1995 Plymouth Neon Baseline 2.0 NA gasoline from North America


I feel cheated.


The head gasket has blown twice, once at 60k, once at 100k.

The paint is peeling off the car in sheets.

The steering wheel shimmies badly.

The engine stumbles often at cruise.

The exhaust donut has failed several times.

The oxygen sensor has failed twice.

General Comments:

The Neon was an experiment in automobile design. Chrysler's plan was to use some of the same techniques used for rapid application development in computer software to create a car in half the usual three-year cycle. The result was a car with some excellent individual parts and attributes, but with far, far too many design and manufacturing flaws to make the car worth even the budget price you'd pay for one.

Every Neon blows its head gasket, and will blow the replacement unless it is a revised, metal head gasket. And I wouldn't even trust those.

In order to boost performance the cam was made too aggressive, resulting in rough idle - at the last minute, this problem was mitigated through the use of loose motor mounts. Unfortunately, the loose mounting of the engine will cause the exhaust donut to break repeatedly. Squeak, squeak, squeak, plus sloppy shifting.

The wheels cannot be kept in balance. Maybe if you park it on a running dynamometer...

The car is quick, when the engine is running correctly. However, the absence of any sort of air flow metering device on the engine means that the engine is very sensitive to oxygen sensor error, and so the car will often be running incorrectly.

There is nothing positive to be said about the ride or the interior.

If you are sixteen and acceleration thrills you, and if you have low standards, you might enjoy this car. Learn auto repair before you buy one, though.

Neons are junk. I tried to love mine...

Addendum: There is a fairly large group of Neon enthusiasts who race their Neons. If you are mechanically inclined and enjoy working on your car, and like a good challenge, the Neon might be worthwhile: despite everything I've said about them, when you pay enough attention to them and spend enough money on them, they do win plenty of SCCA events. But if you do that kind of thing, you're used to burning money...

Would you buy another car from this manufacturer? No

Review Date: 7th August, 2003

1995 Plymouth Neon Highline from North America


You get what you pay for..


I bought the car at 35,000kms. I pulled out of the dealership and noticed my brakes made a strange noise. I returned the next day to complain and was told this is very normal for a Neon, especially in the rain.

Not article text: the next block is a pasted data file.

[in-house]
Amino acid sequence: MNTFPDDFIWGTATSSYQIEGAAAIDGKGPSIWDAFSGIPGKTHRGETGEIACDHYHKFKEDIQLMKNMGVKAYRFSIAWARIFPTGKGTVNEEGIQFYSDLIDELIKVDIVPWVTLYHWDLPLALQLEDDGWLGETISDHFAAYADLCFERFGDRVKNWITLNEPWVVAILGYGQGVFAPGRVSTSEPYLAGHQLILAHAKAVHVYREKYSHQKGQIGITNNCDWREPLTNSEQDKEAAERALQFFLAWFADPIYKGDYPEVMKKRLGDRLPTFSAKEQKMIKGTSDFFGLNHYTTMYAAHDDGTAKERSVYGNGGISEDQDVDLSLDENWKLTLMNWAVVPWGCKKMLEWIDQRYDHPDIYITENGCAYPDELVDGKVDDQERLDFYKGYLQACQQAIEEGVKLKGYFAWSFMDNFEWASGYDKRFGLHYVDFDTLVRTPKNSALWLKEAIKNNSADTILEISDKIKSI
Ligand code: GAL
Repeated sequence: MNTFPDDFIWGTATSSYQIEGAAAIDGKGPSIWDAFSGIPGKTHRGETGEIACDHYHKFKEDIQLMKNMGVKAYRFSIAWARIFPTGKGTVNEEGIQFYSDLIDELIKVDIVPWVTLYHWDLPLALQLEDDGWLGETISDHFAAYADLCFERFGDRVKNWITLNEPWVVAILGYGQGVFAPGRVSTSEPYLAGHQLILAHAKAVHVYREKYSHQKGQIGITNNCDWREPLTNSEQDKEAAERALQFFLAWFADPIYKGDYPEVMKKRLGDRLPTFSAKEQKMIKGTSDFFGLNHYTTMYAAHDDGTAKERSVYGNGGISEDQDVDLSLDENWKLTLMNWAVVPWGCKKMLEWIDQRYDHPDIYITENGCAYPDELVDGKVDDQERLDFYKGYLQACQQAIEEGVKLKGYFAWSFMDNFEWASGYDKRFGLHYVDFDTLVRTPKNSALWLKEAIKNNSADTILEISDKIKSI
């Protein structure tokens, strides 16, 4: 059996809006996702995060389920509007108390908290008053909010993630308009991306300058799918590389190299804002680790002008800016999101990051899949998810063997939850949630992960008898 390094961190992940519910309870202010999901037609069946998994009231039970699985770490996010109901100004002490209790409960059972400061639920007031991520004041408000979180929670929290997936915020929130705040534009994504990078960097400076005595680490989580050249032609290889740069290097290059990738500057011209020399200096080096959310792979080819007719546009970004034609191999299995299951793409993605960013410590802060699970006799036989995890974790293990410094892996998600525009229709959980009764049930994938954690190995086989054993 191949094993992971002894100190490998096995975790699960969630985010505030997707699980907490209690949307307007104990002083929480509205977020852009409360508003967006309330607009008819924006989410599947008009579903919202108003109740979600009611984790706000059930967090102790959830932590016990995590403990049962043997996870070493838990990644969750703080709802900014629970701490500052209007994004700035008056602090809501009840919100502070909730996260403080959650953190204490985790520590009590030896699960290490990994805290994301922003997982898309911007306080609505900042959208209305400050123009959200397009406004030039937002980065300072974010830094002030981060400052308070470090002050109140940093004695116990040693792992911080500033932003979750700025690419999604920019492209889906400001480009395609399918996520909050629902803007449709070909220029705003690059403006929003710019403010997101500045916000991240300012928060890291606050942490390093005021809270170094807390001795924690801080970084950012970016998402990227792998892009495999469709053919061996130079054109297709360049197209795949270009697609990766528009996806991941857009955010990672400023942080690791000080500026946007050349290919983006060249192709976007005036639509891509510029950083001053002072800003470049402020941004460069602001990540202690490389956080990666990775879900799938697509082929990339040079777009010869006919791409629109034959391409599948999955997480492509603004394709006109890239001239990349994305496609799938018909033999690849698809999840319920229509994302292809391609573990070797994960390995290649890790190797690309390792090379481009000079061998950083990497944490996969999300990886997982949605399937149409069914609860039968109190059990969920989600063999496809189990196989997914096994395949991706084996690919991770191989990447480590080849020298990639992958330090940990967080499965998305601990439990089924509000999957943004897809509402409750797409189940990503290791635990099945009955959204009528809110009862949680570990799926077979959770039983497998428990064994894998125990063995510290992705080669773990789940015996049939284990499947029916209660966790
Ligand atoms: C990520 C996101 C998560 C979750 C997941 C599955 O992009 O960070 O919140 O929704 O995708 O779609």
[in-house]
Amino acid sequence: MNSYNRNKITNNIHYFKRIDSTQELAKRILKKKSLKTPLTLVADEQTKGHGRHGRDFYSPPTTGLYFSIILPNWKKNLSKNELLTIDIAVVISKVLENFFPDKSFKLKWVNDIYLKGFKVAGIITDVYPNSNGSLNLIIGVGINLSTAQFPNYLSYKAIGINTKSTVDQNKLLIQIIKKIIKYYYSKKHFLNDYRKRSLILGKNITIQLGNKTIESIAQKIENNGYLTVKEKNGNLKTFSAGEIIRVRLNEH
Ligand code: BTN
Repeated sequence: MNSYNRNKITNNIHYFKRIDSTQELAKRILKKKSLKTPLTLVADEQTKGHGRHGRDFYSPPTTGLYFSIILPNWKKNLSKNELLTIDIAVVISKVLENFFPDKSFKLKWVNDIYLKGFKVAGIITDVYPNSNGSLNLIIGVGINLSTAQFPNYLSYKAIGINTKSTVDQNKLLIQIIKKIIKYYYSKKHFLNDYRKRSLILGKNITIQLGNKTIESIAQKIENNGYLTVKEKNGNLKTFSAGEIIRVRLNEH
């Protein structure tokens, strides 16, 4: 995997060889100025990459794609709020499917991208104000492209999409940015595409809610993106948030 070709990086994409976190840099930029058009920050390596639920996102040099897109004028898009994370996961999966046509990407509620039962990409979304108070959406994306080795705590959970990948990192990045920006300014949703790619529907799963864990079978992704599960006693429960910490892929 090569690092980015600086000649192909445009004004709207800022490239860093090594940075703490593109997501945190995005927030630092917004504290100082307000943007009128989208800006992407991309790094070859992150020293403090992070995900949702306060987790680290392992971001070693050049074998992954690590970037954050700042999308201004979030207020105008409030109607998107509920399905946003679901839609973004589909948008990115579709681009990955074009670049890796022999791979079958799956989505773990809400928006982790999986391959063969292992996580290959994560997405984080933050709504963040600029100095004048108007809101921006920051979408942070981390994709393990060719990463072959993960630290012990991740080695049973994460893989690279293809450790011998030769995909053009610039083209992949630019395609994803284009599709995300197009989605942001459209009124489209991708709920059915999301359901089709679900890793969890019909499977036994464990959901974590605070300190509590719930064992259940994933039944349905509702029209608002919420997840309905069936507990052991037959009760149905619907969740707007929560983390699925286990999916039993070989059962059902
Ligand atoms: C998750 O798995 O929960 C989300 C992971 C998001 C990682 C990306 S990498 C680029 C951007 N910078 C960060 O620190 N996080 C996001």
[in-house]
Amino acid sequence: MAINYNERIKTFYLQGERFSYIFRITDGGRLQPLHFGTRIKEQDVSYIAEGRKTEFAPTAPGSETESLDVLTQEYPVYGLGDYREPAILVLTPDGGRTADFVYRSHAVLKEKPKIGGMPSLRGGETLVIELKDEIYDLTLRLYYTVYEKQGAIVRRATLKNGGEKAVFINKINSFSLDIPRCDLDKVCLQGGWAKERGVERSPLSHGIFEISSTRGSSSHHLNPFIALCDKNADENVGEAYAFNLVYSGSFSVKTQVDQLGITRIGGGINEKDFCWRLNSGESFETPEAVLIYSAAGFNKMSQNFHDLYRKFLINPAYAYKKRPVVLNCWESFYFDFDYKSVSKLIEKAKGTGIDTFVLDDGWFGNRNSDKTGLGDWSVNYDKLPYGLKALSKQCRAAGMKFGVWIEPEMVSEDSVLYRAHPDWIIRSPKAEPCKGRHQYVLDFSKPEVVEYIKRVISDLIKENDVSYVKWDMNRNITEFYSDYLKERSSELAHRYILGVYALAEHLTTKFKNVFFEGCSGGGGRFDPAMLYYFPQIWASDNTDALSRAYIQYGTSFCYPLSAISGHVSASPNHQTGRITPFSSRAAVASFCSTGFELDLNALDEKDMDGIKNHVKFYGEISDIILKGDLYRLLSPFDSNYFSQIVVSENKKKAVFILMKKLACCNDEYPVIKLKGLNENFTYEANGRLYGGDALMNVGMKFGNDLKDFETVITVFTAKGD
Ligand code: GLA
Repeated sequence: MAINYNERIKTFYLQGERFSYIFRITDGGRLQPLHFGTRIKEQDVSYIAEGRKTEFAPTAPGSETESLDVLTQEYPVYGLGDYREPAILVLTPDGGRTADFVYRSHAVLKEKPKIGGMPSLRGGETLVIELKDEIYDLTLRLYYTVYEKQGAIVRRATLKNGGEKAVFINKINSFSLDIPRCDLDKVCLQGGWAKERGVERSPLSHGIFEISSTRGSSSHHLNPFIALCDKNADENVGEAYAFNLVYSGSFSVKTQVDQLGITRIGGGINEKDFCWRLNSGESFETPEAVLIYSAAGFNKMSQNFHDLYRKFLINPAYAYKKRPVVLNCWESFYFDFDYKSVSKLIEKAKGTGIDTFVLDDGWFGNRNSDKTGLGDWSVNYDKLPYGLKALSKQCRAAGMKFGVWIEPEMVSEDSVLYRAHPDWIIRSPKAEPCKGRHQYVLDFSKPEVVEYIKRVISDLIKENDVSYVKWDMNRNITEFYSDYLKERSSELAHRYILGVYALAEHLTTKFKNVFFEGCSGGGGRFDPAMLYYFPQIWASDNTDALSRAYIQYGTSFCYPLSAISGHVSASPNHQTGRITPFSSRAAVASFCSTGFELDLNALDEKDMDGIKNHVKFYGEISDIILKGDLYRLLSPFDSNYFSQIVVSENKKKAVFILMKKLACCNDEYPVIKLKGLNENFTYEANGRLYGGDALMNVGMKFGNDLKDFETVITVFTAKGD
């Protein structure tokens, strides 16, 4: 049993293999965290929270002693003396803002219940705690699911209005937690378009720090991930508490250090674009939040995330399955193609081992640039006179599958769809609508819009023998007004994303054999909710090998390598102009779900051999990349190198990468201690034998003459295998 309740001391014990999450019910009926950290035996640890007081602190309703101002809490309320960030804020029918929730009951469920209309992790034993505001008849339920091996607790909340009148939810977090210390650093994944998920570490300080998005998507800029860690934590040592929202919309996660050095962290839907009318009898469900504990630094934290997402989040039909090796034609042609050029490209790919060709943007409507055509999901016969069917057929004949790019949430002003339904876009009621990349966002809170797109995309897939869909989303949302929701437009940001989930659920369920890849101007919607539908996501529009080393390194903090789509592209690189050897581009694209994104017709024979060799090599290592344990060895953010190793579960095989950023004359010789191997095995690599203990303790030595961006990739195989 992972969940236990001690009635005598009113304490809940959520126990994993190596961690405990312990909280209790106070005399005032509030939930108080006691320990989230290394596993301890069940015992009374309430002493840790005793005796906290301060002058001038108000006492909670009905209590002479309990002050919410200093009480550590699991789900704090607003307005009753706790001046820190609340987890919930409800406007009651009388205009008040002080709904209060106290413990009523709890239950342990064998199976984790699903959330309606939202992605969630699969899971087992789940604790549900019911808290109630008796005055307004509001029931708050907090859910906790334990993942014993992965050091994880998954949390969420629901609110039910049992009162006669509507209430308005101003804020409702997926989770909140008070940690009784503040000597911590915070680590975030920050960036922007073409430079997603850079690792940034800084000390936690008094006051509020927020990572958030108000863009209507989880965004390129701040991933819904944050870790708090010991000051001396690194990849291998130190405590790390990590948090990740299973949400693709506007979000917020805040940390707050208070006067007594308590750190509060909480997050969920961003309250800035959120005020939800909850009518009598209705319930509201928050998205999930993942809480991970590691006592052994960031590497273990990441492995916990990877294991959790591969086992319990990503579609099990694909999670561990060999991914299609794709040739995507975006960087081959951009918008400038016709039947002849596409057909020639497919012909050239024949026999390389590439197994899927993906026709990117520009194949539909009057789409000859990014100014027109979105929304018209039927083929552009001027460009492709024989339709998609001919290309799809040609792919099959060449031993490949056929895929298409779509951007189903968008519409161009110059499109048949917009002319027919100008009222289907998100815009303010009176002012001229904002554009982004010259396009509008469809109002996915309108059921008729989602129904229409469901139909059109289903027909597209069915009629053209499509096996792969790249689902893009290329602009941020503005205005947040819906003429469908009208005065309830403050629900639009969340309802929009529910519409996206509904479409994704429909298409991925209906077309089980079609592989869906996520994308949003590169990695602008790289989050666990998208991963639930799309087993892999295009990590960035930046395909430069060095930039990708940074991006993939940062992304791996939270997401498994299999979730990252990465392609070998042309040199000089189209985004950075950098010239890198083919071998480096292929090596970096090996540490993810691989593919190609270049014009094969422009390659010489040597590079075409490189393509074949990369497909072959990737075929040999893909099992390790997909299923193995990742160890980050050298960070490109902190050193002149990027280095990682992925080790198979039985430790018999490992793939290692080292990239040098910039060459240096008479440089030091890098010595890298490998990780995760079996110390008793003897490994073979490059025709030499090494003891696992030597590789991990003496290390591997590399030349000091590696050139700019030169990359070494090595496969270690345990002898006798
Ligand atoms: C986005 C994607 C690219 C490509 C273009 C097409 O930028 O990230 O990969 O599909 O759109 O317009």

My head gasket went after only 5,000kms, yet again I was told this was normal for a Neon.

The next problem with the Neon would be the transmission. I was lucky. It decided to go at 65,000kms, and I was still covered. The compressor had to be replaced at 45,000.

General Comments:

Beyond the points mentioned the car has been good. I have heard others complain. My car has been great on gas. Not the most comfortable, but it is economical.

Would you buy another car from this manufacturer? Don't Know

Review Date: 2nd July, 2003

1995 Plymouth Neon highline sedan 2.0 from North America


A very good entry level car


The fuel pump needed to be replaced at 102,000, cost $350.

The oxygen sensor went out at 103,000, cost $100.

The tie rods need to be replaced now at 105,000.

The paint started falling off at 80,000.

General Comments:

My Neon has been a very reliable car for the money.

The paint falling off is my biggest problem with the car, making it look much older than it is.

Would you buy another car from this manufacturer? Yes

Review Date: 16th June, 2003

1995 Plymouth Neon Sport 2.0 SOHC from North America


Lots of fun and comfort for the money


Replaced head gasket and timing belt at 90000.

Replaced AC compressor at around 90000.

General Comments:

One of the best cars I have ever owned. This is a fun car to drive and the performance for a smaller economy car is outstanding.

Would you buy another car from this manufacturer? Yes

Review Date: 26th March, 2003